Internal Revenue Service officials have proposed a safe harbor for life insurance contracts that mature after the insured attains age 100.
The IRS is seeking comments on the safe harbor proposal, and it also wants comments on the treatment of amounts received under a life insurance contract after it has matured.
The principal author of the request for comments, given in IRS Notice 2009-47, is Donald Drees.
Today, sections 7702 and 7702A of the Internal Revenue Code set rules that assume a cash-value life insurance policy will mature when the insured attains an age of 95 to 100.
Policies that fail IRS tests are treated as modified endowment contracts and no longer come under the same tax rules that apply to life insurance policies
In 2004, the National Association of Insurance Commissioners, Kansas City, Mo., made the 2001 Commissioners Standard Ordinary mortality tables the prevailing commissioners’ standard tables, officials write in the IRS notice.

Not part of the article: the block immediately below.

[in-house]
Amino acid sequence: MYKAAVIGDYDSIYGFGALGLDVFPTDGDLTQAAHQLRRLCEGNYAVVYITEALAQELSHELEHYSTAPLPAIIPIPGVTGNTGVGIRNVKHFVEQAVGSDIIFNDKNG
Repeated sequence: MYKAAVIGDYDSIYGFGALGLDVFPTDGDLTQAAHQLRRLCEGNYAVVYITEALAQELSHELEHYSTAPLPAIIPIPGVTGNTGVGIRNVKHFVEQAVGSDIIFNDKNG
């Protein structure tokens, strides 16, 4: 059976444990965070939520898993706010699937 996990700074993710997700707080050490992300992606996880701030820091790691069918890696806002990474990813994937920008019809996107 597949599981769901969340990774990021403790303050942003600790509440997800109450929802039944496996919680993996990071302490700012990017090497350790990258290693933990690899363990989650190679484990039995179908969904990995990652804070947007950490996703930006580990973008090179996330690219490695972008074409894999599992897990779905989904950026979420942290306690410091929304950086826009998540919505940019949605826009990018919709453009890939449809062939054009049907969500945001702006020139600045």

“Unlike the 1958 Commissioners Standard Ordinary Mortality Tables … and the 1980 Commissioners Standard Ordinary Mortality Tables …, the 2001 CSO tables extend to age 121,” officials write. “As a result, an increasing number of issuers now develop contracts with maturity dates beyond age 100, even though the qualification of the contracts as life insurance contracts (and as MECs) is tested using computational rules that deem the contracts to mature between the date the insured attains age 95 and the date the insured attains age 100.”
A task force at the Society of Actuaries, Schaumburg, Ill., has developed recommendations for the issuers of those policies to comply with sections 7702 and 7702A in a way that is actuarially sound, officials write.